Wednesday, March 14, 2012

Dali's Christ

 © Culture and Sport Glasgow (Museums)
There are no nails
no bonds or blood to mar
perfection. Instead, the figure hangs
beautiful above the flat sea
watched – or ignored – by anachronistic fishermen,
brooding over the water yet
soaring out to embrace
the viewer in the small space
dwarfed by the cosmos that is
the final resting of the crucified.
The humanity is complete,
the only agony visible in the twist
of the arms, the taut sculpture
of tormented shoulders,
but this is God who leaves behind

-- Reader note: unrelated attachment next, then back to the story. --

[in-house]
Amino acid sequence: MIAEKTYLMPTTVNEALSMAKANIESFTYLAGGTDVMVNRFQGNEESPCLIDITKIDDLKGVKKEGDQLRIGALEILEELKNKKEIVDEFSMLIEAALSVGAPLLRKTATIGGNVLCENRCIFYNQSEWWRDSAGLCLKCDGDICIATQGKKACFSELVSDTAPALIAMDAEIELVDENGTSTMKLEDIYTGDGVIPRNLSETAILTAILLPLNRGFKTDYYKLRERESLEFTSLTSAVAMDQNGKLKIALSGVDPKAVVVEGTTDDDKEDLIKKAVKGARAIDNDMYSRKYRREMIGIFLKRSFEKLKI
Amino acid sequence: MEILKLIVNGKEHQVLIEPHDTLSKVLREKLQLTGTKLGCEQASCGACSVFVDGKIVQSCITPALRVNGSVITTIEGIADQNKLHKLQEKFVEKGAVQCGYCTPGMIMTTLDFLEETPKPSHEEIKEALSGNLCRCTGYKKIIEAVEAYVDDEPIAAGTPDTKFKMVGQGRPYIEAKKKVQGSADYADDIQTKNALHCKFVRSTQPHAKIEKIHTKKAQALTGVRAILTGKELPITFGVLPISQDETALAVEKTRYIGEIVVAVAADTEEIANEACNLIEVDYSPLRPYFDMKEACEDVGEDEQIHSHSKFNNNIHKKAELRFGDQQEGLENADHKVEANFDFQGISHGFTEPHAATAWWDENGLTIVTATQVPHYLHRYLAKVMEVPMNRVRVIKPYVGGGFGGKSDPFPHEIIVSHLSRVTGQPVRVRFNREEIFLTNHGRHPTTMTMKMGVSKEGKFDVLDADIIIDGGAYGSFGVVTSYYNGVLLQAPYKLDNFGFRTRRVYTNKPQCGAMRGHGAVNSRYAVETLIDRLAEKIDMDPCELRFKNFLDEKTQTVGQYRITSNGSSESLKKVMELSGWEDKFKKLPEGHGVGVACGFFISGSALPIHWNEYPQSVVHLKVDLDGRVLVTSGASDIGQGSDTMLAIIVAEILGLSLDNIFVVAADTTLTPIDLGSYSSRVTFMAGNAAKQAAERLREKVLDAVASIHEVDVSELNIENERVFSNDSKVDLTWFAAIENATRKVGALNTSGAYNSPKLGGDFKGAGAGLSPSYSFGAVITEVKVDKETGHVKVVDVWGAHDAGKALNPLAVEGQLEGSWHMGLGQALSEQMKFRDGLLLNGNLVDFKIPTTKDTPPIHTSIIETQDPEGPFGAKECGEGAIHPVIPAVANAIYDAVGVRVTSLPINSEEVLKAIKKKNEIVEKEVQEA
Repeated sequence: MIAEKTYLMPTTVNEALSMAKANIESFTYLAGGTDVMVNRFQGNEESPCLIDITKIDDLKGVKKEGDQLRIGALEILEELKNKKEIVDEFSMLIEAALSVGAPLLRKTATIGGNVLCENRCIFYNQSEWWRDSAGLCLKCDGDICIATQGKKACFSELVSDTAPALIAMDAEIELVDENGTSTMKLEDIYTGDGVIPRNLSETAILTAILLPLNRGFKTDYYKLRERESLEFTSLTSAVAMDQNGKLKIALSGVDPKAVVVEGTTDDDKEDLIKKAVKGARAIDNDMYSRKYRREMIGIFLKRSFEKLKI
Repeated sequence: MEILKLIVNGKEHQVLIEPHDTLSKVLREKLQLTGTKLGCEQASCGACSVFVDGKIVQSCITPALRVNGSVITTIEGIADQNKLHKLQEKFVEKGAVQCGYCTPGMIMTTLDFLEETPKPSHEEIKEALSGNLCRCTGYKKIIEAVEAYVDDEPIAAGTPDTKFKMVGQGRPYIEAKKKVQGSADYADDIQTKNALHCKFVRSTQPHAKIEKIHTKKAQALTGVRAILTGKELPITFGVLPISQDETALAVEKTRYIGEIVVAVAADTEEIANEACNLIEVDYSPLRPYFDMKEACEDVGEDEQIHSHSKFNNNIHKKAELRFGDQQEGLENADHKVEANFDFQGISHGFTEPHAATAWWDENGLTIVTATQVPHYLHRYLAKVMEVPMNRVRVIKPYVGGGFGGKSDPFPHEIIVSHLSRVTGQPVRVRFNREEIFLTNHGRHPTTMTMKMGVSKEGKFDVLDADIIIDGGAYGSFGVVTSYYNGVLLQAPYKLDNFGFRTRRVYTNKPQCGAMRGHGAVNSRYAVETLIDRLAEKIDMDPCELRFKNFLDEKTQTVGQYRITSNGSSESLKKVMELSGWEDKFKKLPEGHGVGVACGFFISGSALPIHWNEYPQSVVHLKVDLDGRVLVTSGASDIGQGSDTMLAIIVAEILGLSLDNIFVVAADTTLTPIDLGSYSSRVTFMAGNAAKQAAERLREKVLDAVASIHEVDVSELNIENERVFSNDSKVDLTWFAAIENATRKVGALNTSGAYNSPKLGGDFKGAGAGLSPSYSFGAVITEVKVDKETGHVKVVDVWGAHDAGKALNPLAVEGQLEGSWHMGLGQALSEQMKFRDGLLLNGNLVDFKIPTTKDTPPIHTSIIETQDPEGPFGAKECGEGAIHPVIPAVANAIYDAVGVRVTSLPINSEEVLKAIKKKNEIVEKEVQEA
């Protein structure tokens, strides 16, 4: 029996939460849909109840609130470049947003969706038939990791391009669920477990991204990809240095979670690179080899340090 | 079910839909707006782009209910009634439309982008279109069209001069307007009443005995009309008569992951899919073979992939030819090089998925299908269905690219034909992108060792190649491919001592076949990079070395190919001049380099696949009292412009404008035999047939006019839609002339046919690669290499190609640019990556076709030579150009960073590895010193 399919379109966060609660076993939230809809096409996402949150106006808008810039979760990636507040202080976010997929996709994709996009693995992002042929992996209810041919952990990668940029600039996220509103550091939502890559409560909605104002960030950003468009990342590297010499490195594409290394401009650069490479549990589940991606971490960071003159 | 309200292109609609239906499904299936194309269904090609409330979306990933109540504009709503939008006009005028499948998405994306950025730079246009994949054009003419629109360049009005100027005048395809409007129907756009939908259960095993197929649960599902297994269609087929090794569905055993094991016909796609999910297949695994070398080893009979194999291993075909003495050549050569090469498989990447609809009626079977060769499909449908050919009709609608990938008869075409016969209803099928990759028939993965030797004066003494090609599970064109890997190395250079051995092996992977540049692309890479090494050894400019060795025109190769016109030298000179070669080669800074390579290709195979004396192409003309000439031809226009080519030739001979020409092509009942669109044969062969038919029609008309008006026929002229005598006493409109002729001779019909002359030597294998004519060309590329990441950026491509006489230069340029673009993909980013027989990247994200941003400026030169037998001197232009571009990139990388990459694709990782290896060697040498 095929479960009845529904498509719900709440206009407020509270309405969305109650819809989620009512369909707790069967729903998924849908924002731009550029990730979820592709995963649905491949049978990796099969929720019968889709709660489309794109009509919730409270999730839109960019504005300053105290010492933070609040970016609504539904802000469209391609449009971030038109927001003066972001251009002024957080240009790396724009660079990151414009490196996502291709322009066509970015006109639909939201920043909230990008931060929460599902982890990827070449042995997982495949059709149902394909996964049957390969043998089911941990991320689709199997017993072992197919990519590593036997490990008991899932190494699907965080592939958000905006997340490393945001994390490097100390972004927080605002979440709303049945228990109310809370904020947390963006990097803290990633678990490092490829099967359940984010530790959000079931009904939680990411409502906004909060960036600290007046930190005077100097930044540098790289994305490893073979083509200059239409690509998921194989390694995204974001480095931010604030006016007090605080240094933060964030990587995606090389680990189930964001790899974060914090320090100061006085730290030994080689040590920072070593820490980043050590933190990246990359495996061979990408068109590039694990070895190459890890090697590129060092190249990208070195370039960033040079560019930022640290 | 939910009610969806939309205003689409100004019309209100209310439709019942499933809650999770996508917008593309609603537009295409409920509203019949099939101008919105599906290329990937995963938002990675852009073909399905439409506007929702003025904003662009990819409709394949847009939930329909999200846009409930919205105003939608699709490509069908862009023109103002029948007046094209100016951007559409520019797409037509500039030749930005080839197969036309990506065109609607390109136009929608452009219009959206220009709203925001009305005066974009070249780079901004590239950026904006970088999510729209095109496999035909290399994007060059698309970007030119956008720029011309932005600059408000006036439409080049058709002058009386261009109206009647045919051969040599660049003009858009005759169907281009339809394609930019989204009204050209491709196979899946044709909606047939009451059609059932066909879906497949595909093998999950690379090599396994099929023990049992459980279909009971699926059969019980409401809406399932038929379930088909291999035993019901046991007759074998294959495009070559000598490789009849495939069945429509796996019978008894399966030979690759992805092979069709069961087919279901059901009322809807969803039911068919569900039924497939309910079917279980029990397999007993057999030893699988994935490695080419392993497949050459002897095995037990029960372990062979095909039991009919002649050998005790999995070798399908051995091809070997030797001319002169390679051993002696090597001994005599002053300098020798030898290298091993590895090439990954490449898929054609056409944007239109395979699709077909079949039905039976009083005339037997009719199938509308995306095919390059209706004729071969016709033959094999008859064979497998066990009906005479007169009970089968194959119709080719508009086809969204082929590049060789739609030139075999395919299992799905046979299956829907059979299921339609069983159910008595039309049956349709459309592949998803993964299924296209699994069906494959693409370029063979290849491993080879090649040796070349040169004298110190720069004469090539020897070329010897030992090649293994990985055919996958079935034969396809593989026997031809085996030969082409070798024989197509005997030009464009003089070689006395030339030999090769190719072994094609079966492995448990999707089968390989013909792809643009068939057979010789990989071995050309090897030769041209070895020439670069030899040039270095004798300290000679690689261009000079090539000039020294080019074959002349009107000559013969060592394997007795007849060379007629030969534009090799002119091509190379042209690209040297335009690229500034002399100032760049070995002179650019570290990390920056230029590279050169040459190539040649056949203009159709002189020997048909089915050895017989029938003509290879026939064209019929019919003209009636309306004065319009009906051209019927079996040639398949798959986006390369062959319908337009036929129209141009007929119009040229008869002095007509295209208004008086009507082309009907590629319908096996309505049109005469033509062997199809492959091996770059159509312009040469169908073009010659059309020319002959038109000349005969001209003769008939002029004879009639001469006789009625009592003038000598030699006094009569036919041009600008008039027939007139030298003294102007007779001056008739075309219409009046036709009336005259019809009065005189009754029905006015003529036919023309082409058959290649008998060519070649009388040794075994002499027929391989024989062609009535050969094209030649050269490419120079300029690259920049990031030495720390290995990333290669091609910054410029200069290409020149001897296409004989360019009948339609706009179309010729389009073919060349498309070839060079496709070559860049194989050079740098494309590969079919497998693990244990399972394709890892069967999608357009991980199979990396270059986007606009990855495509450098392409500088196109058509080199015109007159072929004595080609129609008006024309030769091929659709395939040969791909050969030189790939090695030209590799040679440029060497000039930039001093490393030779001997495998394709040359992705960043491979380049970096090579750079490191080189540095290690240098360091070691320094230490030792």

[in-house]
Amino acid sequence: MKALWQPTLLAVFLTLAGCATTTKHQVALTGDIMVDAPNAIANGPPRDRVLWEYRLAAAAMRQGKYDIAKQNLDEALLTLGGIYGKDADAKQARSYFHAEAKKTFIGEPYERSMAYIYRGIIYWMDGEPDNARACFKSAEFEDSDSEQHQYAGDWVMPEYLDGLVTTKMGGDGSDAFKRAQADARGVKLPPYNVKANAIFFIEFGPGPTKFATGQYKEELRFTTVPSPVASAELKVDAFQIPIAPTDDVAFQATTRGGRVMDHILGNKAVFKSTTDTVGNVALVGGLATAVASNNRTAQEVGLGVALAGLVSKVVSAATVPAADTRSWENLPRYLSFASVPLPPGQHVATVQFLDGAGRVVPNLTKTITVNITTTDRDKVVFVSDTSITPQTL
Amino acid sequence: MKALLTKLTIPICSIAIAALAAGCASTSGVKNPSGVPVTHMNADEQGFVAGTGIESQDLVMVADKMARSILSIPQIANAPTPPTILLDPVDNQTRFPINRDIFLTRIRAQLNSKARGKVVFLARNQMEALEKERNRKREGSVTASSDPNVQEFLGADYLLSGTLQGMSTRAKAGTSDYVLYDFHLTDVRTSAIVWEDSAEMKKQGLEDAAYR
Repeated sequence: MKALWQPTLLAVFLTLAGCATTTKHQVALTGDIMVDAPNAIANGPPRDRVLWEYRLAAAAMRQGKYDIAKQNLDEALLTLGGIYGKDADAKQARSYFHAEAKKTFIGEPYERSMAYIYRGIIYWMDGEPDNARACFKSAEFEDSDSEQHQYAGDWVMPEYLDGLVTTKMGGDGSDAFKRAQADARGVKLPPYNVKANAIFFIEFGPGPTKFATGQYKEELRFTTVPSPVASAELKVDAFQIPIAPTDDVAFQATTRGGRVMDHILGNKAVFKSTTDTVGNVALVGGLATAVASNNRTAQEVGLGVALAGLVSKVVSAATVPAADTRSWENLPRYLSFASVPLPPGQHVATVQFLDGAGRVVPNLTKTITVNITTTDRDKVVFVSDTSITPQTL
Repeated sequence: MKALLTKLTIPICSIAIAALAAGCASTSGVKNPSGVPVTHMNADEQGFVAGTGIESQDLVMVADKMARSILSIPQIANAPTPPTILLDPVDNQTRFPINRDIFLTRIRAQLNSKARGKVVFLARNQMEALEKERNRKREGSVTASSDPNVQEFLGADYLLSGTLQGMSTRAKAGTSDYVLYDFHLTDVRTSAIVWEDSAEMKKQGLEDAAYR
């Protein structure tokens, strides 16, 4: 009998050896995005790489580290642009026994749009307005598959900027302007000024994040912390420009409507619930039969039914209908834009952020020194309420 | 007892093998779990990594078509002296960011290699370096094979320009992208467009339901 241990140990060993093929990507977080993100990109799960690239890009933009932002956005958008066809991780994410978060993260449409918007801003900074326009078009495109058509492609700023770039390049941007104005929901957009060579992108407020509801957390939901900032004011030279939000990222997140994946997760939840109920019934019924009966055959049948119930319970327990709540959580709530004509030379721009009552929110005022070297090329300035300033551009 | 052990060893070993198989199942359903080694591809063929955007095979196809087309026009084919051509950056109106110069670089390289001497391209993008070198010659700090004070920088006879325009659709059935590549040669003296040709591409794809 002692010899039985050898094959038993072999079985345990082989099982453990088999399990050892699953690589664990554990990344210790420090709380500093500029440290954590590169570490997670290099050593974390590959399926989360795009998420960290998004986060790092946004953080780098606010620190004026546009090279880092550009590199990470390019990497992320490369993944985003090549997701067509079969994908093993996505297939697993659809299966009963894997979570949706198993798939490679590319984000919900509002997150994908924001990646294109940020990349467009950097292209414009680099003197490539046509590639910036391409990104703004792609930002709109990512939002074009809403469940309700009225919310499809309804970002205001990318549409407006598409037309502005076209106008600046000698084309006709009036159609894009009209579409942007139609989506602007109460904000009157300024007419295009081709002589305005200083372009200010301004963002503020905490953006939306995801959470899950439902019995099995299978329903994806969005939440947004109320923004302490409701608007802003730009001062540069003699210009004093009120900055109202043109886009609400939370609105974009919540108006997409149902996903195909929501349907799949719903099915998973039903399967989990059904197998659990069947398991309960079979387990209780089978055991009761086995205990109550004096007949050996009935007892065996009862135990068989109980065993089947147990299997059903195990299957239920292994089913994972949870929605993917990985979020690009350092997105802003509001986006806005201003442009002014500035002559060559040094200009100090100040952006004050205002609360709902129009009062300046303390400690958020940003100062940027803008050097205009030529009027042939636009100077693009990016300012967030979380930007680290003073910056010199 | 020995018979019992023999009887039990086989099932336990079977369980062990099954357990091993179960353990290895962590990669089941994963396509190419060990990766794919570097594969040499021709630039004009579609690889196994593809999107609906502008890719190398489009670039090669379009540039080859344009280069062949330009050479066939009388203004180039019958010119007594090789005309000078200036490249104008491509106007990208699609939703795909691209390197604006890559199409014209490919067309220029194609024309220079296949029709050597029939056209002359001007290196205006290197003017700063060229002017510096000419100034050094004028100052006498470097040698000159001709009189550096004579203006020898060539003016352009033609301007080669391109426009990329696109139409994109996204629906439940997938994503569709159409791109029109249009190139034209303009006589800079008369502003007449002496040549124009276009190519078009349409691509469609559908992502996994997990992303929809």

the tawdry superscription that would
seek to limit him,
this is God who reaches out as
crucifix to dying lips
as benediction to the world
as light into the darkened sky –
stop. Look up. Can you not
feel the wind?

C.M.M. 02/12

Dali's painting, Christ of St John of the Cross, hangs in the Kelvingrove Art Galleries in Glasgow. I grew up visiting it, and wrote this poem after my most recent visit, when I saw it in a fourth new setting. I am indebted to Glasgow Museums for permission to use the image.

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